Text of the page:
How to dual boot encrypted Kali Linux with Windows 11
Partitioning when dual-booting Linux with Windows
4 min read
- Windows 11 already installed and running
- Free space on drive where we are going to install the Kali Linux
- Bootable USB drive with Kali Linux
Follow the Kali installation as usual until you encounter the partitioning step - choose "Manual partitioning". This screen is the main one we are going to come back to after each of partitioning operation. I'll be using the highlighted free space to setup the Linux partitions.
- Double click the free space (or click Continue with Free space selected).
- Select New partition. Set it to 1.8GB.
- Create at the beginning of free space.
- Set the values as shown below.
- Confirm setting up partition.
- Rest of the free space assign
ext4- it will be the filesystem encrypted partition.
❗ When writing a guide, I've tried different solutions for placing the boot partition. Now I know it should be set as ext4, /boot mount point, not bootable and not encrypted. I've tried to change the images to correct ones, but I could omit a few. Please just remember ext4, not bootable.
Prepare encrypted filesystem partition
- Select Configure encrypted volumes
- Please notice that this step cannot be undone. After you confirm, boot and filesystem (which we are going to encrypt) will be formatted. Select Yes and Continue.
- Confirm creating encrypted volumes
- Select the filesystem partition (which was left after we created
bootin the first phase).
- Remove the
/mount point (select it and choose Do not mount) and confirm default encryption settings.
- Select Finish
- Confirm erasing the partition before encryption.
- Type the encryption password.
- After process finished you should end up with the similar setup.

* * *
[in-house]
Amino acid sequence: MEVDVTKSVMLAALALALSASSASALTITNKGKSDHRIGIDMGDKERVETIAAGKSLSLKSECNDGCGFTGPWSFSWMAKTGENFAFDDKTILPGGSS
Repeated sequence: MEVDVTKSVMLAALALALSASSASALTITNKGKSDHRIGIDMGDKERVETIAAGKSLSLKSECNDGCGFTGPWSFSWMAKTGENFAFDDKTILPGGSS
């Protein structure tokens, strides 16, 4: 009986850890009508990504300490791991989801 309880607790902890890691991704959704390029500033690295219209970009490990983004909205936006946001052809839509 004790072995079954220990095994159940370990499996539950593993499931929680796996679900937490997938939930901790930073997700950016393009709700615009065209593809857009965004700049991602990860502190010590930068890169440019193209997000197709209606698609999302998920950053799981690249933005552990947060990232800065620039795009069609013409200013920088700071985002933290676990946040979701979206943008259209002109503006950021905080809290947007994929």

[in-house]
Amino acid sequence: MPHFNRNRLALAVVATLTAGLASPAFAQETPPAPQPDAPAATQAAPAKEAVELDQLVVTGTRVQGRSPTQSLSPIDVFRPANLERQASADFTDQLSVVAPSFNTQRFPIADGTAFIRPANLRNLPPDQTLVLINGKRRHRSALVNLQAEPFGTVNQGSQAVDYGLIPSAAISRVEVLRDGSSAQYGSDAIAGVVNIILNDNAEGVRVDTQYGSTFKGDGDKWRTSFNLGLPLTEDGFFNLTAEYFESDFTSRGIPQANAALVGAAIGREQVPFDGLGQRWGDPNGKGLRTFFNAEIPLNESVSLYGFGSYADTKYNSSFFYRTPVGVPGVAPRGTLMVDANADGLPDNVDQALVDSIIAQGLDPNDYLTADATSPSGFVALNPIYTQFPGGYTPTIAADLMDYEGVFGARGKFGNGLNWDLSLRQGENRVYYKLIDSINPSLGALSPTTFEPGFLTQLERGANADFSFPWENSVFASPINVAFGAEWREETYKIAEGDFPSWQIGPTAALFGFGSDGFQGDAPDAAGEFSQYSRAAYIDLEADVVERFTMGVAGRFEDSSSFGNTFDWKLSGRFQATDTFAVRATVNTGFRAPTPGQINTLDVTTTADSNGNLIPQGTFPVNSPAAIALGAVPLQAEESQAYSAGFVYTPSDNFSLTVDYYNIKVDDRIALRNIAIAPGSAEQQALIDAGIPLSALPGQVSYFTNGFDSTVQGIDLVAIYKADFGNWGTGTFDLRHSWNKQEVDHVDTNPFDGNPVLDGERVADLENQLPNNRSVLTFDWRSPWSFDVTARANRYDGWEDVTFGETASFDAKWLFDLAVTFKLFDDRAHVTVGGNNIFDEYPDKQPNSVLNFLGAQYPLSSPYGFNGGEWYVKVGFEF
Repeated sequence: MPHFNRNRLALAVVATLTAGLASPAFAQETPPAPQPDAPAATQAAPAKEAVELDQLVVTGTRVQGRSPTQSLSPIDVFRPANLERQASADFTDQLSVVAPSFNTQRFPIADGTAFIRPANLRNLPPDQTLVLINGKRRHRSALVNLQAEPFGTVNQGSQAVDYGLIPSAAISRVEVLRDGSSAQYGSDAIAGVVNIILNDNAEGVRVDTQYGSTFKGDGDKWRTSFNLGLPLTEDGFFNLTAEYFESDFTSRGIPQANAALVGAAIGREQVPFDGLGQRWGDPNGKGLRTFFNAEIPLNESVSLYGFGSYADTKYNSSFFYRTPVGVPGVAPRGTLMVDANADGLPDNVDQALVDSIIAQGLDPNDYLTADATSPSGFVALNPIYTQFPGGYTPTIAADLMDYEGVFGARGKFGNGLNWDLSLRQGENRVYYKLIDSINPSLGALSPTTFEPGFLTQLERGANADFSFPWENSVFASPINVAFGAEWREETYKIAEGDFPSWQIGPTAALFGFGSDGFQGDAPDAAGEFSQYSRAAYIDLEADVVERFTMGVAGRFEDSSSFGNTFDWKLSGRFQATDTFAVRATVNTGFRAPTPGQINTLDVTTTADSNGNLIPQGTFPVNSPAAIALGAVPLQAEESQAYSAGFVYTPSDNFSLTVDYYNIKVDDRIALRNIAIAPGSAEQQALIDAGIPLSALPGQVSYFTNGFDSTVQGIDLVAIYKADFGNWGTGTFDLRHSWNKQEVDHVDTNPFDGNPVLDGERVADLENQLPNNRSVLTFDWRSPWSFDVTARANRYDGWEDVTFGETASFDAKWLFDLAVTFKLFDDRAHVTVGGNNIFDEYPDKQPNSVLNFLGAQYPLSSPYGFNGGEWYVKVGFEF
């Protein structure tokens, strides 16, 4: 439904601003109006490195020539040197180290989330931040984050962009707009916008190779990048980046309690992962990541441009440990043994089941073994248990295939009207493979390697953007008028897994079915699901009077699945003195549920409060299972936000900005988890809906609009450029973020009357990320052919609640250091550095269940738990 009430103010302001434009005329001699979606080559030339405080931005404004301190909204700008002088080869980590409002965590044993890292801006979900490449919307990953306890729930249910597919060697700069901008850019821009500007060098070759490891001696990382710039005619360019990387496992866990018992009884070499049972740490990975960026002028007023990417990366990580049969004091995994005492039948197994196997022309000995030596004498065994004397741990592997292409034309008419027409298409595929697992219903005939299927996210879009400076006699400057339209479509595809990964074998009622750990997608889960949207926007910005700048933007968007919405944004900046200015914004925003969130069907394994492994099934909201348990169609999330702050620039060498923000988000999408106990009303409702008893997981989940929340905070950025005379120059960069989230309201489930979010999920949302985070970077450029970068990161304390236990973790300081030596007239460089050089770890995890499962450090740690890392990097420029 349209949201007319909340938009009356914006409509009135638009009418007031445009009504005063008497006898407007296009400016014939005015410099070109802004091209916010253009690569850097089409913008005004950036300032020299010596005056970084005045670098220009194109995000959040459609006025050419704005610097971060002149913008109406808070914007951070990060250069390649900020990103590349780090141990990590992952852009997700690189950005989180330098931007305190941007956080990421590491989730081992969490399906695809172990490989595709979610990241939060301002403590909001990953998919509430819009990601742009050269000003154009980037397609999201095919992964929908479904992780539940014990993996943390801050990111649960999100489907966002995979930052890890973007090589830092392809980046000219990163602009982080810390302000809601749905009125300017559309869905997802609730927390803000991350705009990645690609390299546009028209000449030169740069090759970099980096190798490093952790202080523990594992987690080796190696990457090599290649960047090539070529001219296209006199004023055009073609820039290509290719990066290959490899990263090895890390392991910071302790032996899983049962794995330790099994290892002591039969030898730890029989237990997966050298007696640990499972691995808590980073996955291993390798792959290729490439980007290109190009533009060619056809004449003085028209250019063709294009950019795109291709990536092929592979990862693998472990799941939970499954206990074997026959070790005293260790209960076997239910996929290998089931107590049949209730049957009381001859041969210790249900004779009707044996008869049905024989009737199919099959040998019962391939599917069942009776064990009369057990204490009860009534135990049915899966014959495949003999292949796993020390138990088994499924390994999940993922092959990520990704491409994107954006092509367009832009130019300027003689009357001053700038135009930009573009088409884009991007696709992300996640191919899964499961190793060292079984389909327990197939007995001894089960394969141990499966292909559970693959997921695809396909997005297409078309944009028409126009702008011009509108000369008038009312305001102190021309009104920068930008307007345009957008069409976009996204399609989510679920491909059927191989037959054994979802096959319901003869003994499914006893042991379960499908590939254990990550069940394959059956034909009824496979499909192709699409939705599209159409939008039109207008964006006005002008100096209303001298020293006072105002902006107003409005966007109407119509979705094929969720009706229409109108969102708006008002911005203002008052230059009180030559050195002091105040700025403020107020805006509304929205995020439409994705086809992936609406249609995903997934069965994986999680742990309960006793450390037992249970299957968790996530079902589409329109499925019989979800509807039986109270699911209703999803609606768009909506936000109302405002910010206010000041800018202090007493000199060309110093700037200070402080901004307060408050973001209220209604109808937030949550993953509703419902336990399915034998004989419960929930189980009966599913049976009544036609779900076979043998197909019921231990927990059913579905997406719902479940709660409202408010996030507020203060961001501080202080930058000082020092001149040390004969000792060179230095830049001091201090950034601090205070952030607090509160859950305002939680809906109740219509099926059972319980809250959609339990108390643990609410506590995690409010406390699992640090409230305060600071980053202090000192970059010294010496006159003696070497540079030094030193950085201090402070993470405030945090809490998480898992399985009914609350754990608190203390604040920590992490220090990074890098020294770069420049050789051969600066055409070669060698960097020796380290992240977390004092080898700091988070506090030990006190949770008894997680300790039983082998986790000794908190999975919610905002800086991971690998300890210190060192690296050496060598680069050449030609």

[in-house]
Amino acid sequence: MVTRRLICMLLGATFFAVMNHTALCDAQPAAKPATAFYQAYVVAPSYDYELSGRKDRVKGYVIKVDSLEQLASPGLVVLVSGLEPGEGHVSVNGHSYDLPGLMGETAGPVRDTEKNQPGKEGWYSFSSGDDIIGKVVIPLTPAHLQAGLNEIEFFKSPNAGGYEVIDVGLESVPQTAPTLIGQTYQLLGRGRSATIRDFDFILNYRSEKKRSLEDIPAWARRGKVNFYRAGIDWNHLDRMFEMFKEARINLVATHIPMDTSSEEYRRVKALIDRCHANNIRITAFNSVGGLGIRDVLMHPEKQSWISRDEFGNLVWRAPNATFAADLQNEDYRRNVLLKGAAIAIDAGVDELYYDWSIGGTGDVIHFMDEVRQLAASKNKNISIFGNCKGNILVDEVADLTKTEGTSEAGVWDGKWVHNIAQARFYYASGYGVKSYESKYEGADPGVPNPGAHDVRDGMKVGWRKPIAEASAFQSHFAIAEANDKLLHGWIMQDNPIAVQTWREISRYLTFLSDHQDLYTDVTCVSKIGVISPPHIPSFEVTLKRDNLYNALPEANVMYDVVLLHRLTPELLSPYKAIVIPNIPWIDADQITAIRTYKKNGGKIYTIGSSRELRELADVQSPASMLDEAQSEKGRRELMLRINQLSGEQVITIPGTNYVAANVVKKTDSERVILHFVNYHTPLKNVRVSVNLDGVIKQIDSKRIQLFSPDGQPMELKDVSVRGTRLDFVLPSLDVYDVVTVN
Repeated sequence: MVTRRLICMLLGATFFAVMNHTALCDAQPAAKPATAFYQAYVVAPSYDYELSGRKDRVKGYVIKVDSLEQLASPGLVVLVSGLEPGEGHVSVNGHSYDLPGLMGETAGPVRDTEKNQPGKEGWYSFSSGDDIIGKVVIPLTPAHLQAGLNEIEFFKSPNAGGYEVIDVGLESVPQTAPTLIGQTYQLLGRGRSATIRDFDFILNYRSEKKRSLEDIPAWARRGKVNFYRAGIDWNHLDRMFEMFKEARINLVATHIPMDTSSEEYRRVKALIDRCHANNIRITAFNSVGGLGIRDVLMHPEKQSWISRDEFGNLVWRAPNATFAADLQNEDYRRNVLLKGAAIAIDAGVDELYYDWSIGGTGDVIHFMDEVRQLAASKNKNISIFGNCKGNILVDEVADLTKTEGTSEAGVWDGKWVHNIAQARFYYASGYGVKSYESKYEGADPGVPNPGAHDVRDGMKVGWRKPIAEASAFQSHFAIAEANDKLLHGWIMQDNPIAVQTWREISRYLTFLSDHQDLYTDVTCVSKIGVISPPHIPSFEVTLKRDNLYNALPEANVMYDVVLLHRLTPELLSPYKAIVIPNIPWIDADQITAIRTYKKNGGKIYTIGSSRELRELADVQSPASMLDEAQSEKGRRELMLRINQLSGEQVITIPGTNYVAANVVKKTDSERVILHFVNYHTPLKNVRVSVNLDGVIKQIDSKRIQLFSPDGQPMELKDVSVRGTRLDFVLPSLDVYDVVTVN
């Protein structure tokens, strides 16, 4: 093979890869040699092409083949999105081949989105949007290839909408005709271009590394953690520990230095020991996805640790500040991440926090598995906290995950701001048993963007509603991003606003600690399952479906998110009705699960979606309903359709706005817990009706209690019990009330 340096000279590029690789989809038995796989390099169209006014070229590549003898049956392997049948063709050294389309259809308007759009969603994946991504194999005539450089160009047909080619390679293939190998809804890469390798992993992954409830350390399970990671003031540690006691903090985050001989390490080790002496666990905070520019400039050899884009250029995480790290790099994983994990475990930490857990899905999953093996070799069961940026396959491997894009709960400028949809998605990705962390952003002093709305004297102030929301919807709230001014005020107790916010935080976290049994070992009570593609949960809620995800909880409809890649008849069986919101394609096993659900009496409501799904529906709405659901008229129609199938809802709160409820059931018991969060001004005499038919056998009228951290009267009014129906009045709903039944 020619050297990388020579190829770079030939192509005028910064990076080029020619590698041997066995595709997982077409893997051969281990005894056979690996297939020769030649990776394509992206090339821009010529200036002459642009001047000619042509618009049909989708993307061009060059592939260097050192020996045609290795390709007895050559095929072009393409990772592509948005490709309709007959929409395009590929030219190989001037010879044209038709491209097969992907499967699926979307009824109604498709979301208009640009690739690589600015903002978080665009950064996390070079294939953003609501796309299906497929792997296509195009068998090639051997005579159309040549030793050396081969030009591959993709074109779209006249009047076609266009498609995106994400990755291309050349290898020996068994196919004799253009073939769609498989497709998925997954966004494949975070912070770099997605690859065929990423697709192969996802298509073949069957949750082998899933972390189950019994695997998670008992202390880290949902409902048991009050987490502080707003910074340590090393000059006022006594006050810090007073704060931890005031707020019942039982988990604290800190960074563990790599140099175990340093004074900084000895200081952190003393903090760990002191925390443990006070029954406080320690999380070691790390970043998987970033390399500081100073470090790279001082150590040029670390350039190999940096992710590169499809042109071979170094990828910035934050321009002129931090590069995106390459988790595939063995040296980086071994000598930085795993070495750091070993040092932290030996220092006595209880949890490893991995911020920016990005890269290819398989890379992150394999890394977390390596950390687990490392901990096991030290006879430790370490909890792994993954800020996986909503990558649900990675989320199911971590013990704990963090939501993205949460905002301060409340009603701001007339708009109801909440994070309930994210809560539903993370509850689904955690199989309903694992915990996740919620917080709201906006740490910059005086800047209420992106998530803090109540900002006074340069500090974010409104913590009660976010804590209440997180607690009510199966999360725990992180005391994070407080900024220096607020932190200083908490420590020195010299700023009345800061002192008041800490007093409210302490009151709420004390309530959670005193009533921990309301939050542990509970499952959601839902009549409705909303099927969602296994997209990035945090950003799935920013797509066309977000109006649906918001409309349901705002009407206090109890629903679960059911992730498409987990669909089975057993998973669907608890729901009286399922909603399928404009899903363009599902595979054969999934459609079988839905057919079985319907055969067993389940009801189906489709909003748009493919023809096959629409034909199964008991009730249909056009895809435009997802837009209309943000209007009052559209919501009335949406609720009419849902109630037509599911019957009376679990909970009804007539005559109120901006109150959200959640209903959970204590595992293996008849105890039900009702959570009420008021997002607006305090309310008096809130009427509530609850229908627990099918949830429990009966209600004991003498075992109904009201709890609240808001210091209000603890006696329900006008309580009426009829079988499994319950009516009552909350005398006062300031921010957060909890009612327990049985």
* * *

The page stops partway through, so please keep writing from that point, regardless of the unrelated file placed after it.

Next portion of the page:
- Choose Configure the Local Volume Manager. Confirm.
You are welcomed with the following screen.
- Create new volume group "kali-vg1" and use the whole filesystem partition.
- Create logical volumes called
rootare required. I'm using separate
tmpmainly because of security reasons, separate
homeallow me to mount that in other distribution.
- This is how it looks on my example.
ℹ Please take these volume sizes with a grain of salt, I'm using small volumes to save on space when writing this guide (it doesn't matter for showcasing this idea).
- Select Finish and Continue.
Configuring mount points
Now it is time to final step: assigning mount points to freshly created logical volumes.
- Highlight the
swapvolume and click Continue (or double click).
- Select Use as and choose swap. Confirm.
- Highlight the
rootvolume and click Continue. Fill details as shown below.
- Do the same for other logical volumes.
- This is how it looks afterwards:
- Select "Finish partitioning and write changes to disk"
- Confirm. Continue with the installation.
With the setup I provided there is one more step - optional - without it, your machine will boot up automatically to Windows. You can still boot the Kali by interrupting the booting process (F2 on my Acer) and selecting the
kali from boot manager.
ℹ If you want to be more stealthy with your Kali, so it is a bit harder to determine you are using it, it is perfectly fine to stop here.
Launch Kali either by
- interrupting the booting process and selecting Kali from boot manager,
- or restarting Windows with Shift key pressed when choosing Restart option from power menu; then select proper device to boot up Kali
Open console and type
sudo su nano /etc/default/grub
Add the following line:
Save the file and run
That's it! Now you can select both Windows and Kali on launch. You successfully achieved dual boot with Windows 11 and Kali on encrypted volume!
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